RSS FeedRSS FeedLivestreamLivestreamVimeoVimeoTwitterTwitterFacebook GroupFacebook Group
You are here: Platypus /Archive for tag Iran
DESPITE THE CREATION OF AN AUTOCRATIC and anti-Semitic regime after the Khomeneiite revolution of 1979, the European Community and later the European Union continued to deal with the Islamic Republic of Iran; and even with new, insufficient sanctions in place, trade with Iran continues until today. It is the capitalist state’s primary task to allow the further realization of capital, but there is a certain sense in which politics surpasses this function

What began as an exhilarating dawn of possibility in the uprisings in Tunisia and Egypt has turned, a year later, into a sobering revelation of limitations on change and deepening dangers ahead. How has the Left received the democratic upsurge in the Arab world, and how can greater progressive potential be realized? How does the Arab Spring fit into the rising uncertainty in global politics, and how can a conservative reaction be avoided? What are the needs to be met, and how is the Left able (or not) to provide a critical contribution to the course of unfolding events?

Siyaves Azeri is the spokesperson of the Committee of International Relations of the Worker-communist Party of Iran. He is also a post-doctoral fellow at the Department of Philosophy, Queen's University, Kingston Canada. Azeri has taught as an assistant professor at Koc University in Istanbul; he has also taught at University of Ottawa and as a guest lecturer at Istanbul Technical University.

Maria Rohaly is a coordinator for Mission Free Iran, an international organization that emerged during the 2009 uprising in Iran to amplify the demands and struggle for the goals and objectives of the revolution: freedom, equality, and humane society. These objectives are the line that divides the revolution from the counter-revolution in Egypt, Iran, Syria, Tunisia and beyond. Mission Free Iran places special emphasis on the radical demands of students, workers, refugees, and fundamentally women. Mission Free Iran recently launched a special campaign to save Sakineh Ashtiani, the Iranian who was to be stoned to death on basis of allegations of adultery.

THE UPRISING IN EGYPT, which followed soon after the toppling of the old regime in Tunisia, succeeded in bringing down Hosni Mubarak on February 11, the 32nd anniversary to the day of the 1979 Islamic Revolution in Iran. Already, before this timely coincidence, comparisons between the Iranian Revolution and the revolts gripping the Arab world had started to be made. But other historical similarities offered themselves: the various “color revolutions” in Eastern Europe and former Soviet Central Asian states and Lebanon in recent years, and the collapse of Communism in the Soviet bloc and beyond (the former Yugoslavia) starting with the fall of the Berlin Wall in 1989. Behind these revolutions on the pattern of 1989 stood the event of which 1989 itself had been the bicentennial, the great French Revolution of 1789. The Bastille is to be stormed again, anew. Who would not welcome this?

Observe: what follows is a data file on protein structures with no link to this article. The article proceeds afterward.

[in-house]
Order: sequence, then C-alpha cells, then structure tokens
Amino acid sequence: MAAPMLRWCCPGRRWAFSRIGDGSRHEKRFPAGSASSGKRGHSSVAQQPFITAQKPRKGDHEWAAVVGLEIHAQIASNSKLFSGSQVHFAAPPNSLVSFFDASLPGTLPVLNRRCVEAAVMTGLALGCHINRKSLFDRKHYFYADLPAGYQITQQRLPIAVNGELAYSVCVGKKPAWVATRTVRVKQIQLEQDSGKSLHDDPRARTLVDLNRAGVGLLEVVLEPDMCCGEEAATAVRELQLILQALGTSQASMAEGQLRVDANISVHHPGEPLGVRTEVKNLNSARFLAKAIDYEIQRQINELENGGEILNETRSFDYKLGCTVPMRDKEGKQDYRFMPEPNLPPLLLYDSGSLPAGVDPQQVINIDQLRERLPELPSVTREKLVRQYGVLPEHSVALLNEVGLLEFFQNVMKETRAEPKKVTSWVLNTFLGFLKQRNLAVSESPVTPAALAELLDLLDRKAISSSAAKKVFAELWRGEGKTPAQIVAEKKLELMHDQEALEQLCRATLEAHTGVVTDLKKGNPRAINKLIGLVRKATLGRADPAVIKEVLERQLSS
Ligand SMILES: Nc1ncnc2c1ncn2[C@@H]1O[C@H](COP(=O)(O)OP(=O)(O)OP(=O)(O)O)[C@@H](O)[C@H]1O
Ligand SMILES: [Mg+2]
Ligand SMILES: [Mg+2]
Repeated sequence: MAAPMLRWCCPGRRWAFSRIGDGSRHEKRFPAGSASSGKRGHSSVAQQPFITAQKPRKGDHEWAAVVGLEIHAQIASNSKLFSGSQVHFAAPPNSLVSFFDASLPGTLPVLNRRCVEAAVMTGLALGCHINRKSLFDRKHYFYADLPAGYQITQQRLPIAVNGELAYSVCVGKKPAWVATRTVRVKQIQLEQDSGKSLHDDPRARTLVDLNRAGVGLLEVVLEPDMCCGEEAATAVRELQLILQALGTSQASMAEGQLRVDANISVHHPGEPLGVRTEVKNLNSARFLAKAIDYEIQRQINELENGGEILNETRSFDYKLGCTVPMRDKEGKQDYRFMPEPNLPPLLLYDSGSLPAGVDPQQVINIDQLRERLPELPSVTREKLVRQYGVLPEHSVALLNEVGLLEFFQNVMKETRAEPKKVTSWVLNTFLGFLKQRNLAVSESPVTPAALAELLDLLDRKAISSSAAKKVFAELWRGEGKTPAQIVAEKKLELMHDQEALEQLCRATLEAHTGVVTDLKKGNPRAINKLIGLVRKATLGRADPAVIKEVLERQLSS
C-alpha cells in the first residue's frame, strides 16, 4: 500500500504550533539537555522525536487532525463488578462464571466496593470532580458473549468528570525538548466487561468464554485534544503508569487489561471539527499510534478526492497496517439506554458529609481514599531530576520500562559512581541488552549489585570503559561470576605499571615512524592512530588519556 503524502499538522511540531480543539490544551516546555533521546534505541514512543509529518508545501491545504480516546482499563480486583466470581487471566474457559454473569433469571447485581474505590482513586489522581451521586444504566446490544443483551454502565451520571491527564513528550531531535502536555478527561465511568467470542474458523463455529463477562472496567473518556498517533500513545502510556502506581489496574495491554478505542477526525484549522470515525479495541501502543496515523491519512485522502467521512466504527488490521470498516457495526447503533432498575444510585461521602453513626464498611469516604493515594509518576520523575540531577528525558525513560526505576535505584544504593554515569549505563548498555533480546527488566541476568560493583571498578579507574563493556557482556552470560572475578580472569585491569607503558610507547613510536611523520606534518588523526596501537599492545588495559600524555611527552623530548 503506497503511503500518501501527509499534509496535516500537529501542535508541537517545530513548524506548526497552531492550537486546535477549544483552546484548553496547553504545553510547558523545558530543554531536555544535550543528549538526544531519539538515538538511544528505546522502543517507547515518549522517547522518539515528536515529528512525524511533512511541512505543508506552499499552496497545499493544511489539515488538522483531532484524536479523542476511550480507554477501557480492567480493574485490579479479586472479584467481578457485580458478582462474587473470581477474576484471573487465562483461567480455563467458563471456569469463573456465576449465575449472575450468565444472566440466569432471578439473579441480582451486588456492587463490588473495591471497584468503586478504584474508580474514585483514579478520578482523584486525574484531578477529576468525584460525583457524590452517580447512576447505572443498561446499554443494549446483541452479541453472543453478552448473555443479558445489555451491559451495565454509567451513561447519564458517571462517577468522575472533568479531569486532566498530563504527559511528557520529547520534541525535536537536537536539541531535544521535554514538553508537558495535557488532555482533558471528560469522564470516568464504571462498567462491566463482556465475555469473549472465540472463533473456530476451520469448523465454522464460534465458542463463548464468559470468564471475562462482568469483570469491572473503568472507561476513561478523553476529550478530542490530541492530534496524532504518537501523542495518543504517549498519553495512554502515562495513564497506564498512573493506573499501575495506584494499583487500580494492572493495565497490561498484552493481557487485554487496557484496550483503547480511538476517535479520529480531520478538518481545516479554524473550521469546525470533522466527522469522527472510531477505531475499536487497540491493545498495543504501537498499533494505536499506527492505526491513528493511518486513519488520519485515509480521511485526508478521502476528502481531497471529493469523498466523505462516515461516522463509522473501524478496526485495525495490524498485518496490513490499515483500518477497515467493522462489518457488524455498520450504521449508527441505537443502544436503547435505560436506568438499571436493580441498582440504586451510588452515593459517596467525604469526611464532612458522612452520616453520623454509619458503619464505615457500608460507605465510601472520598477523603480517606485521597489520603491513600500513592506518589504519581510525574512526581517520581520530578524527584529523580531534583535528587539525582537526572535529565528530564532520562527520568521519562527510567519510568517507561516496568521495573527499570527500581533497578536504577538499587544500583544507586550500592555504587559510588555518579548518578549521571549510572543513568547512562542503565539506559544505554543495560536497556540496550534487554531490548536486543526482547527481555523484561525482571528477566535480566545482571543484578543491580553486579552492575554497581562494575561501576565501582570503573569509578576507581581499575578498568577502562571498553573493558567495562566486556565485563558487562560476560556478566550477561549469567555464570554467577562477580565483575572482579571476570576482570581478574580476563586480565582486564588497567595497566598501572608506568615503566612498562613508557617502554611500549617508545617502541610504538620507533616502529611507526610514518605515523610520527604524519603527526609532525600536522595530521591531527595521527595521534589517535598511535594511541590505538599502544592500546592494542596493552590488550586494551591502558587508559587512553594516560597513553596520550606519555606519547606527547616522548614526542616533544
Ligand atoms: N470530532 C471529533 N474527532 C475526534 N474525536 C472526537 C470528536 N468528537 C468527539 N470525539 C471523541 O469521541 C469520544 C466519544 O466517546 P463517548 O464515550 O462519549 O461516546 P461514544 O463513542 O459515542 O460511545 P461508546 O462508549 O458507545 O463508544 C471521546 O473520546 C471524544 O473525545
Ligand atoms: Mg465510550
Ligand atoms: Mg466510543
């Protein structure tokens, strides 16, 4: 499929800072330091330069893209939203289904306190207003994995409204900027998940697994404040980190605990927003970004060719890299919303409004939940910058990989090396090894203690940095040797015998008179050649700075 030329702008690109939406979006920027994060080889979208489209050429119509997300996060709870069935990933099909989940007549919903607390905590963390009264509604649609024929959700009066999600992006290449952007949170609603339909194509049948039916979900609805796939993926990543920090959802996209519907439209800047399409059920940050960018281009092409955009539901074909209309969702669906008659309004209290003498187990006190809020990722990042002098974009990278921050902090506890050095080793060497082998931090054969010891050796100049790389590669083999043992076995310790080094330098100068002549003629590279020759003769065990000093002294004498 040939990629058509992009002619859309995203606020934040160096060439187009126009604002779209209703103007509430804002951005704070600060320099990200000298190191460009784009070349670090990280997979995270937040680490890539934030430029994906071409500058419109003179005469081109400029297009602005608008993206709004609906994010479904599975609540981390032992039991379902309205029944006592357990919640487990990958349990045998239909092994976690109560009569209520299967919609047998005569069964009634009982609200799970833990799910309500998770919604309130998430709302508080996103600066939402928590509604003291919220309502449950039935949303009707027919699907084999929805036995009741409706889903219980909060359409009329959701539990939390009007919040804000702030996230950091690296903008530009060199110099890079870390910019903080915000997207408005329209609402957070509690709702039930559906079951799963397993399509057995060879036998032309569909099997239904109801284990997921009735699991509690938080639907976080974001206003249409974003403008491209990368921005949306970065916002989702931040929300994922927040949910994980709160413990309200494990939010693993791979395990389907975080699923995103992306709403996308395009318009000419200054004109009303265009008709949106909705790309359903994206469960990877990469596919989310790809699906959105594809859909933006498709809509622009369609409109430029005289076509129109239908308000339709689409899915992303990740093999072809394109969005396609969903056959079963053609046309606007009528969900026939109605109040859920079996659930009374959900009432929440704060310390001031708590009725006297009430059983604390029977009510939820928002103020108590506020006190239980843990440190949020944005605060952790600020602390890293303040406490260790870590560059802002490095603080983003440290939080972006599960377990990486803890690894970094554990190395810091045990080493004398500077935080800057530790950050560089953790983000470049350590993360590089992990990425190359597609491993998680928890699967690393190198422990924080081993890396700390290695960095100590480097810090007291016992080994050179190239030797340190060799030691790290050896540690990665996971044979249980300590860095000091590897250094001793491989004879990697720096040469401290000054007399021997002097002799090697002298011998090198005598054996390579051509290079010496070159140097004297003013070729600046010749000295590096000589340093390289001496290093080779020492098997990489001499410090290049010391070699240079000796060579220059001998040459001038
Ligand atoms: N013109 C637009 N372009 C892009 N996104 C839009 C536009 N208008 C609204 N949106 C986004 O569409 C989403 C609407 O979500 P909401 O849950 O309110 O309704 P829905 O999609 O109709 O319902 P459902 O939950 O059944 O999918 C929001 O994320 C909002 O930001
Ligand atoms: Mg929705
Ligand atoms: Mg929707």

IN A STRANGE WAY, the debate over whether the American left should support the Green Movement in Iran resembles the arguments that took place in progressive circles before the 2008 presidential elections in the United States, and that reemerged in the recent midterm elections. Those in the Obama camp either believed him to be their savior, taking his every word as gospel, or, if they had a more sober political outlook, simply resorted to some version of the tired “lesser of two evils” argument.

Forging a Left in Iran: Possibilities and difficulties

ATTENTION, LOCATION CHANGE: Tisch Hall, 40 W. 4th St. (4th and Mercer, on the South side of the street) Lower Level 2, Room. LC11.

A teach-in on labor, human rights and prospects for a Left in Iran with Ervand Abrahamian

The Platypus Affiliated Society, in collaboration with United for Iran, Amnesty International and the Network of Iranian Unions (NILU) has organized a teach-in on Iran for May 2nd, from 1-5pm at the Tisch Hall, 40 W. 4th St. (4th and Mercer, on the South side of the street) Lower Level 2, Room LC11. The keynote speaker for the evening  will be historian on Iran and outspoken voice on the recent events, CUNY professor Ervand Abrahamian. The day will consist of an opening informational (1-2pm) panel, a workshop (2-3pm), a break with refreshments provided (3-3:30pm) and the keynote address with Ervand Abrahamian followed by an audience Q&A (3:30-5pm).

We would like to raise questions about the direction of the Green movement in Iran, with an especial, though not exclusive, focus on labor organization in Iran, the role it's playing and what it may achieve in the future. This teach-in will produce political discussion around these questions and inform students, faculty, and the public at large of the ongoing events in Iran. We would like to brainstorm (during the workshop especially) what kind of political response would further possibilities in our time for a progressive leftist movement.

Please register for this free event at (we need a count for refreshments): http://iran.platypus1917.org/
Facebook Invite: Iran Teach-in with Ervand Abrahamian

This event was organized by the platypus affiliated society with the help of united for iran, amnesty international and the network of iranian labor unions (NILU).